Cost of Coverage. For disabled persons under 65 that become eligible to purchase a Medigap policy, companies may not charge a rate higher than the highest rate on the company’s current rate schedule filed with the Illinois Department of Insurance.
Guaranteed Issue Right
You may have the right to buy a Medigap policy outside of your open enrollment period if you lose certain types of health coverage. Both for people over age 65 and the under 65 disabled, the guaranteed issue right applies to Medigap plans A, B, C, F, K, and L. In general, the guaranteed issue right is valid for 63 days from the date coverage ends or from the date of notice that coverage will end. Companies may not place any restrictions, such as pre-existing condition waiting periods or exclusions, on these policies. This is called “guaranteed issue.”
30-Day “Free Look”
You can return your Medigap policy within 30 days after receiving it and get your money back with no questions asked. Be sure to keep a record of the date you received the policy. Read the policy as soon as you get it. If you return the policy to the company, use certified mail with a return receipt as proof that it was returned within the 30-day time limit.
All Medigap policies are guaranteed renewable. A company cannot cancel your policy or refuse to renew it unless you made intentional false statements on your application or failed to pay your premium. However, the amount of the premium is not guaranteed. An insurance company may raise your premium as often as once a year on a class basis. In addition, if you have an “attained-age policy,” a company may raise your premium on your birthday.
Medicare Supplement Claims
Your doctor and other health care providers must submit Medicare claims to Medicare for you. In most cases, Medicare will send your Medigap claim directly to your insurance company. You should not receive a bill from your provider. If you receive a bill, review your Medicare Summary Notice to determine why.
Medigap policies won’t pay for services that Medicare does not deem medically necessary. You have the right to appeal the decision to deny a claim. The appeals process and deadline to request an appeal are described in your summary notice.
Does Everyone Need a Medicare Supplement Policy?
Not everyone needs a Medicare supplement policy. If you have certain other types of health coverage, the gaps in your Medicare coverage may already be covered. You probably don’t need Medicare supplement insurance if
- you belong to a Medicare Advantage plan (sometimes known as replacement Medicare plan)
- Medicaid or the Qualified Medicare Beneficiary (QMB) Program pays your Medicare premiums and other out-of-pocket costs.
Shopping Wisely for Medigap Insurance
- Medicare Supplement Premium Comparison Guide - Chicago
- Medicare Supplement Premium Comparison Guide - Northern Central Area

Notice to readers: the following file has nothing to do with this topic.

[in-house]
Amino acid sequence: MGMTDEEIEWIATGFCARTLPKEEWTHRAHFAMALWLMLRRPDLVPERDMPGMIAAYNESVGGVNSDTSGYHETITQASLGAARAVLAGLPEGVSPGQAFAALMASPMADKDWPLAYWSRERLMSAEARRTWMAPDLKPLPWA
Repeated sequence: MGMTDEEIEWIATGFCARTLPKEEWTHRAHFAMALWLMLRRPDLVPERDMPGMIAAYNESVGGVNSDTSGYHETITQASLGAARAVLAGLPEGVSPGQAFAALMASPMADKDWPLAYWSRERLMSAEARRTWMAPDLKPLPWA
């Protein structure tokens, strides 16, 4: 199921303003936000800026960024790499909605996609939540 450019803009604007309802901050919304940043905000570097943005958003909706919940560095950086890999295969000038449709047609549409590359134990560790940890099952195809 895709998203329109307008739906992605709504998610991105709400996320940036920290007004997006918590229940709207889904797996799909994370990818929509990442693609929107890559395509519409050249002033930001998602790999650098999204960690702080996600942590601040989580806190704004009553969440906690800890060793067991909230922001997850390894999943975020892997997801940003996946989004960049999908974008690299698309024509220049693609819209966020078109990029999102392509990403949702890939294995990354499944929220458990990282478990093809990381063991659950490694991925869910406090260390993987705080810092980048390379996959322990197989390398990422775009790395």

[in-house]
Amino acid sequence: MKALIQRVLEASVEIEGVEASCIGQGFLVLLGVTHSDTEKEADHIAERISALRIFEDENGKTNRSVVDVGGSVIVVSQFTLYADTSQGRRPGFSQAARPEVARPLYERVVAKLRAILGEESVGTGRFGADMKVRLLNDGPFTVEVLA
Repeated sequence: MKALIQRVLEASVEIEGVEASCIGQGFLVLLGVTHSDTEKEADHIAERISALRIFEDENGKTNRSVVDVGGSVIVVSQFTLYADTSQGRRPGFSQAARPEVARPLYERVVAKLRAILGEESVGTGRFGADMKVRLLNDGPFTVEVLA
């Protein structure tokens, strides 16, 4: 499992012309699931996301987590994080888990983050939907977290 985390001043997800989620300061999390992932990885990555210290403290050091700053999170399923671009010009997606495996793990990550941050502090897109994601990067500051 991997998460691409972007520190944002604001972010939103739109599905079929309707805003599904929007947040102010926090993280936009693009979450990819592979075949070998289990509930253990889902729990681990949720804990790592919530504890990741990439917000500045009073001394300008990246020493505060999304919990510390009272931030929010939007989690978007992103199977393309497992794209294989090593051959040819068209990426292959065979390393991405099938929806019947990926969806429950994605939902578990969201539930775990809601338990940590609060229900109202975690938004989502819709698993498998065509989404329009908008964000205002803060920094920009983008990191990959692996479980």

- Medicare Supplement Premium Comparison Guide - Southern Central Area
- The best time to buy a Medigap policy is during your Medicare open enrollment period because companies must sell you any plan they offer without regard to pre-existing conditions.
- Shop around. Prices can vary considerably. Use Illinois’ Medicare Supplement Premium Comparison Guide to compare the prices of the plans that interest you.
- Consider other factors. Price should not be your only consideration. You can learn a company’s complaint record and A.M. Best financial rating by calling the Illinois Senior Health Insurance Program (SHIP) at 1-800-548-9034 or Office of Consumer Health Insurance (OCHI) at 1-877-527-9431. Both are important indicators of the service you can expect from a company. Your family and friends are other sources of information about a company’s customer service. Ask them if they have had any experiences with the companies you are considering.
- Consider your needs. Although it is illegal to sell you more than one Medigap policy, insurers may offer other policies with benefits that may overlap Medigap coverage. These include cancer, specified disease, hospital indemnity, and long-term care policies. Any duplication of benefits must be disclosed in writing. In general, duplicate coverage wastes money because you are paying twice for the same coverage.
- Look into Medicare prescription drug coverage. Medicare Part D can help you pay your prescription drug costs. There are exclusions for certain drugs, however, and Medicare Part D won’t pay for drugs covered by Medicare parts A or B. Medicare Part D plans are offered by private insurers approved by the Centers for Medicare and Medicaid Services. Coverage is not automatic. If you want it, you must select a Medicare-approved prescription drug plan and enroll in it. You are eligible if you have Medicare Part A or Part B. Part D enrollment may be limited at certain times of the year.
- Read what you are asked to sign before you sign it. Never sign a blank application form.
- If an agent tries to rush you, be suspicious! Tell the agent you need more time.
- If you buy insurance by mail, ask if the company has a local agent or a toll-free number you can call if you have questions.
- Try to buy from an agent you know and trust. Ask questions and take notes when you talk to an agent. These could help you later if there is a dispute over what you were told about a policy.